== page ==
A Member stated that the recommendations don’t apply to those members that had already retired The Director of Finance and Assets advised that currently it was not possible to remedy these cases, as the process for adjusting employee and employer contributions and associated tax implications retrospectively was even more complex, and as noted in the Home Office guidance, there were outstanding issues that were still to be resolved.  The Authority was keeping a close eye on guidance as and when it was issued.  The Authority recognised that many of those currently in receipt of pensions were not receiving their full entitlement and would look to correct this as soon as possible.


A Member asked if the Authority was expecting to see any increases in the charges from the pensions administrators due to the added complexity they would have to undertake and was advised that there had not been any at present as the Authority was still within the contractual rates. If recalculations need to be made, there may be an additional charge as pensions were becoming more and more complex to administer.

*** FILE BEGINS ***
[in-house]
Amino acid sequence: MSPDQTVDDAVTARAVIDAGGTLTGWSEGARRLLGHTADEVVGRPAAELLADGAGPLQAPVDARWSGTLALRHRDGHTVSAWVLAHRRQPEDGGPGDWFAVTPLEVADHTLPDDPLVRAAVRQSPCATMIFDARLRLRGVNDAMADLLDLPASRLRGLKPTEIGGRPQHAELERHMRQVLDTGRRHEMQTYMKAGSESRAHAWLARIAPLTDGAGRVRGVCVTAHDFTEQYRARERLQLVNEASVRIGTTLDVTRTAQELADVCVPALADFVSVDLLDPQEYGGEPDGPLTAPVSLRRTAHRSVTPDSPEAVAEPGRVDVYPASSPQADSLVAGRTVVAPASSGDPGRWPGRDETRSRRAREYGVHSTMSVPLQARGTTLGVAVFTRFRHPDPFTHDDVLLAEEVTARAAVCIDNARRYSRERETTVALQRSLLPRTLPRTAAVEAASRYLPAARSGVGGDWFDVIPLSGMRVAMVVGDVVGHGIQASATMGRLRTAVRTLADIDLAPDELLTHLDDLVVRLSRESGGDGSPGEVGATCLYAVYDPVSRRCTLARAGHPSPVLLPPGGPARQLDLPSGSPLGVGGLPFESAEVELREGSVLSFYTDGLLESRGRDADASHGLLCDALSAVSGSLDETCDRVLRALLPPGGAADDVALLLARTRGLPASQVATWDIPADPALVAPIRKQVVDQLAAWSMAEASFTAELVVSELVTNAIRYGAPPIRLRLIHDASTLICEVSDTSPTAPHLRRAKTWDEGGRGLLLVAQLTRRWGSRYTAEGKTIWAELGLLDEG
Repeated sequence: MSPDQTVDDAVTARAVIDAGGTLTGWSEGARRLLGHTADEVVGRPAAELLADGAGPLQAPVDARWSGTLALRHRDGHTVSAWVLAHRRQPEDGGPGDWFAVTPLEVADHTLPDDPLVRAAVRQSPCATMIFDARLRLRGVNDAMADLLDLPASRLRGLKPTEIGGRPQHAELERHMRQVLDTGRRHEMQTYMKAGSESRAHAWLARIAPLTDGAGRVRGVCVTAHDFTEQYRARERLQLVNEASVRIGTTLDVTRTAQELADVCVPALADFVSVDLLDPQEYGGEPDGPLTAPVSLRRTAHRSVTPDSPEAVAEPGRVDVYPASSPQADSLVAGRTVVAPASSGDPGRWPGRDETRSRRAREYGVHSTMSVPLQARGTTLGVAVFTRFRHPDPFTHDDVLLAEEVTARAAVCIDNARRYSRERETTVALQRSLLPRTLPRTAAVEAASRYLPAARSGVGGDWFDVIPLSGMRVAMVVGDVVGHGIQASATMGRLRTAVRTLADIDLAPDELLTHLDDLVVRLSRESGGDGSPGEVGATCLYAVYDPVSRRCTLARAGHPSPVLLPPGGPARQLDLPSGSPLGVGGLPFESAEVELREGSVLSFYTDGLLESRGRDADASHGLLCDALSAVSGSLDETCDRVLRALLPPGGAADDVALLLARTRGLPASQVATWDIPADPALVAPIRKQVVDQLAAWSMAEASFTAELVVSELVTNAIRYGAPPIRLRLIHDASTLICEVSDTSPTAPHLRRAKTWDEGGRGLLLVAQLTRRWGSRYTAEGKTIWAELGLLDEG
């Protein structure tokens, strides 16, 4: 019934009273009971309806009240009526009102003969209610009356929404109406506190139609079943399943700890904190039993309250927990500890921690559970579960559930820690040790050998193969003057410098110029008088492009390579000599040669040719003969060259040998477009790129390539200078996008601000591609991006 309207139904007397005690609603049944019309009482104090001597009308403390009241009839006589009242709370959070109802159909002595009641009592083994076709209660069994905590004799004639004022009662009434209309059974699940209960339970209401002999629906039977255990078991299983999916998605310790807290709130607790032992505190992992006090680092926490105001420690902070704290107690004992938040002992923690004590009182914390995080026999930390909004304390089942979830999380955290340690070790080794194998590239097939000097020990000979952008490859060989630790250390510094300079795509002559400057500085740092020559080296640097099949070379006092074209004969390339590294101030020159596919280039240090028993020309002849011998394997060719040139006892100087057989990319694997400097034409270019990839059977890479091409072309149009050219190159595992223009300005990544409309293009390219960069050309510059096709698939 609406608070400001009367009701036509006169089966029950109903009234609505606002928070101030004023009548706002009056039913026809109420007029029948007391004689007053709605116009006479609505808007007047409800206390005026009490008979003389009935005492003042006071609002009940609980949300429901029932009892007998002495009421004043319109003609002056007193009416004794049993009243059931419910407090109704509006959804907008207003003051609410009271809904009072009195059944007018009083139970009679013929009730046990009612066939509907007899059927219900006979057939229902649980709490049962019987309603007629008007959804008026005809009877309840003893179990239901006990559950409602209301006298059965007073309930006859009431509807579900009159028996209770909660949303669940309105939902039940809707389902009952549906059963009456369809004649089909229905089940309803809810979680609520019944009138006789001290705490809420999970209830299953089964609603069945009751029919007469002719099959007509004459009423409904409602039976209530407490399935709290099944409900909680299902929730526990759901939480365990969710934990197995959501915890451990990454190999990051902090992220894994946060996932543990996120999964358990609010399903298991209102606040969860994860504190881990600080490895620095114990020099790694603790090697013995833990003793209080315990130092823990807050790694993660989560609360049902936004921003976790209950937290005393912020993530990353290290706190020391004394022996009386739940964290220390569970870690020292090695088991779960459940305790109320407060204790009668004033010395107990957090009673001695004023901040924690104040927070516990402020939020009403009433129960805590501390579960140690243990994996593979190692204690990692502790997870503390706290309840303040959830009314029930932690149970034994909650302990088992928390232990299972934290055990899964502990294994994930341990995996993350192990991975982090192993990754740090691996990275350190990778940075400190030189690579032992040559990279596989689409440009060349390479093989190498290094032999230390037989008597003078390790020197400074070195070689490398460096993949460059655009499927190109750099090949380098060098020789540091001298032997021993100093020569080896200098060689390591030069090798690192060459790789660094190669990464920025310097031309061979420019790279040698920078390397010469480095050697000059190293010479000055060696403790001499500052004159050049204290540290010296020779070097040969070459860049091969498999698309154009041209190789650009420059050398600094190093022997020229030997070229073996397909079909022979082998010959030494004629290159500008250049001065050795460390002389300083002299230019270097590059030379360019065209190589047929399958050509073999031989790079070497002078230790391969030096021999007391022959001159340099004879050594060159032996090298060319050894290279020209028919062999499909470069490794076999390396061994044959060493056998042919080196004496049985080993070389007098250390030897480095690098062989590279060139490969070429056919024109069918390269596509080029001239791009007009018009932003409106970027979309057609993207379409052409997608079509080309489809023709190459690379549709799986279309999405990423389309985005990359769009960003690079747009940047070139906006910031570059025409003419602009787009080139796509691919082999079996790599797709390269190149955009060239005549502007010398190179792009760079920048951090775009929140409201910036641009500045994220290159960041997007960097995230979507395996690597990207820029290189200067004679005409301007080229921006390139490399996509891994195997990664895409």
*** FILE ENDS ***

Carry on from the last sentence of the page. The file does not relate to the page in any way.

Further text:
A Member asked how the Authority would ensure that the letters drafted on behalf of the Authority by the QC would be received by the individual pension members and was advised that there were a limited number of cases who fell under the immediate detriment (approximately 15), so the members could be contacted on an individual basis to really emphasise the importance of this and spoken to on an individual basis.


A Member asked if a pensions officer had been employed to help the Authority get through this additional work and was advised that the Authority would shortly be going out to advertisement, collaboratively with Royal Berkshire Fire and Rescue Service as the Authority worked closely with them on the legal advice and shared the same pensions administrator.